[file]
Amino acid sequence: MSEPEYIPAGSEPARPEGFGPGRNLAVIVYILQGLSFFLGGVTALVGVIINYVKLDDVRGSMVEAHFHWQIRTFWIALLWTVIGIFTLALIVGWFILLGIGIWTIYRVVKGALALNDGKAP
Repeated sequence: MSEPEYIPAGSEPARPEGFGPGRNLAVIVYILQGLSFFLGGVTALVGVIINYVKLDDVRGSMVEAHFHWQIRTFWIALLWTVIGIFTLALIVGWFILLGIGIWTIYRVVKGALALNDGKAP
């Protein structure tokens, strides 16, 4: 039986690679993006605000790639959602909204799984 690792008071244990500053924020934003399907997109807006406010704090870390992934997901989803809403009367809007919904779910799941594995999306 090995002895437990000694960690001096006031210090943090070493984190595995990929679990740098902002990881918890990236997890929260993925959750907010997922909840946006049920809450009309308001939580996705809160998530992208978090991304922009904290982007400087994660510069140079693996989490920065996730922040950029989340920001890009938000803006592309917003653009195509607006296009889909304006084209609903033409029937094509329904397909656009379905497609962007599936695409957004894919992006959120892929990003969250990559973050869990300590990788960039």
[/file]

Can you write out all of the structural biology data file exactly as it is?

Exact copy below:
Amino acid sequence: MSEPEYIPAGSEPARPEGFGPGRNLAVIVYILQGLSFFLGGVTALVGVIINYVKLDDVRGSMVEAHFHWQIRTFWIALLWTVIGIFTLALIVGWFILLGIGIWTIYRVVKGALALNDGKAP
Repeated sequence: MSEPEYIPAGSEPARPEGFGPGRNLAVIVYILQGLSFFLGGVTALVGVIINYVKLDDVRGSMVEAHFHWQIRTFWIALLWTVIGIFTLALIVGWFILLGIGIWTIYRVVKGALALNDGKAP
């Protein structure tokens, strides 16, 4: 039986690679993006605000790639959602909204799984 690792008071244990500053924020934003399907997109807006406010704090870390992934997901989803809403009367809007919904779910799941594995999306 090995002895437990000694960690001096006031210090943090070493984190595995990929679990740098902002990881918890990236997890929260993925959750907010997922909840946006049920809450009309308001939580996705809160998530992208978090991304922009904290982007400087994660510069140079693996989490920065996730922040950029989340920001890009938000803006592309917003653009195509607006296009889909304006084209609903033409029937094509329904397909656009379905497609962007599936695409957004894919992006959120892929990003969250990559973050869990300590990788960039």